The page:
If we wonder about that -- and I have -- we should quiet ourselves long enough for His glory to have a chance to settle into our tabernacles.

Saturday, August 1, 2009

Manipulating Pharaohs and Kings

I'm sure the Holy Spirit tries to get my attention every day about this matter. Most of the time I hear Him only once or twice a month.

Or less.

So, there I was reading Exodus this morning, and He caught me with this verse: "But I will harden Pharaoh's heart that I may multiply My signs and My wonders in the land of Egypt" (7:3).

Then my thoughts turned to the words in Isaiah: "Behold, the nations are like a drop from a bucket, and are regarded as a speck of dust on the scales; Behold, He lifts up the islands like fine dust . . . All the nations are as nothing before Him, they are regarded by Him as less than nothing and meaningless" (40:15-17).

And finally, this passage from Proverbs: "The king's heart is as channels of water in the hands of the Lord. He turns it wherever He wishes" (21:1).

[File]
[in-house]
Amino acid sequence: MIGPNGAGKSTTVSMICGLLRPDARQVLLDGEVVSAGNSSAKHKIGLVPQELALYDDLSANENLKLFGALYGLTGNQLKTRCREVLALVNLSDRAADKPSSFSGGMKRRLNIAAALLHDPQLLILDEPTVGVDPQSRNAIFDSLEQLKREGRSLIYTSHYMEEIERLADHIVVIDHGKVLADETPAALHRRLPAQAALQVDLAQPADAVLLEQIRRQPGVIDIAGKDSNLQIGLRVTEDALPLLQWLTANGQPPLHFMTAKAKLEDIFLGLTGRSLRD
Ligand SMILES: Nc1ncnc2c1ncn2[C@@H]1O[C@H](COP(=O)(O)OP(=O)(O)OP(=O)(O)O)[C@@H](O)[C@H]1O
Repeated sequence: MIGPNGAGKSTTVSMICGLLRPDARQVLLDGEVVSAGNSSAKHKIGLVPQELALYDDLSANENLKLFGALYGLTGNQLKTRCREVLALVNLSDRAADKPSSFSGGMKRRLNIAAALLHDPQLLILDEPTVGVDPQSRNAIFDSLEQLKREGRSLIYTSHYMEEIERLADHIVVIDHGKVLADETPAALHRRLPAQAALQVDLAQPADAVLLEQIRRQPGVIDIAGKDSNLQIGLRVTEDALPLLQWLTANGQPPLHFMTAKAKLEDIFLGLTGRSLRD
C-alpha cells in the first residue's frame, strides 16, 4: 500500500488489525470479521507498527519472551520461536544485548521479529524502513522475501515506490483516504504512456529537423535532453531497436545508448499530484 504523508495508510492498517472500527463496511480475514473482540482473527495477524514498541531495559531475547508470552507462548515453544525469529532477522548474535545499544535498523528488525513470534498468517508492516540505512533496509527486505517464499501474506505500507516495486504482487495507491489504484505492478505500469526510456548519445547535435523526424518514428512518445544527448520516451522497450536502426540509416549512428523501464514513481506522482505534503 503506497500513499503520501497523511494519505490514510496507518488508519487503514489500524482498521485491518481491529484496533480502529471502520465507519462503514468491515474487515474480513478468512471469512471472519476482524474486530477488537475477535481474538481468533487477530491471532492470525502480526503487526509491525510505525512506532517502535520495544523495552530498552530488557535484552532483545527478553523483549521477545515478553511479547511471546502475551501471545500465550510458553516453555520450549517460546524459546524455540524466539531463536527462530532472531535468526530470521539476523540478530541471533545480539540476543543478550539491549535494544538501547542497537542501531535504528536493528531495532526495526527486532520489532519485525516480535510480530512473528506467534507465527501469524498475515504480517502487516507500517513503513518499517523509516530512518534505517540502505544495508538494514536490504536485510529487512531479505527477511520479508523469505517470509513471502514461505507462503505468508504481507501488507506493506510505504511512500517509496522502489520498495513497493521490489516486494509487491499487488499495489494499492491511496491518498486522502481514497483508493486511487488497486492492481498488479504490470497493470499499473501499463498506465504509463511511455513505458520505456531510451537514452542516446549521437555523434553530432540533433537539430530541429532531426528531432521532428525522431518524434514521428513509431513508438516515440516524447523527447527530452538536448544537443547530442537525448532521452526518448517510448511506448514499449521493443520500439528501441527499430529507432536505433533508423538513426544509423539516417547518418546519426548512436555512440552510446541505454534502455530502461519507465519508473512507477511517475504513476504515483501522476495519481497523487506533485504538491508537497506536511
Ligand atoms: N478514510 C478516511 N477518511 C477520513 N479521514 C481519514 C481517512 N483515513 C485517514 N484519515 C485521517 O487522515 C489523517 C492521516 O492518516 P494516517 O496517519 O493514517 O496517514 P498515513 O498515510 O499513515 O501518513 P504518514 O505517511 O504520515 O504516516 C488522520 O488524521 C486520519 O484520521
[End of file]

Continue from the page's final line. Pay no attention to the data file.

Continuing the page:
I know I wouldn't get nearly as spun up as I get about current political issues if I was truly confident in the absolute, unequaled and transcendent sovereignty and power of God. If all the nations on earth combined are as specks of dust on God's scales -- then how much less are those who lead those nations?

God remains on His throne. His plan for the redemption of humankind has not been sidetracked. It is precisely on target and on time. And, as He manipulated pharaohs and kings in the past to accomplish His purpose, so He still does today.

My challenge is to more fully trust Him, and "lean not unto my own understanding" (Proverbs 3:5).

That's something worth contemplating.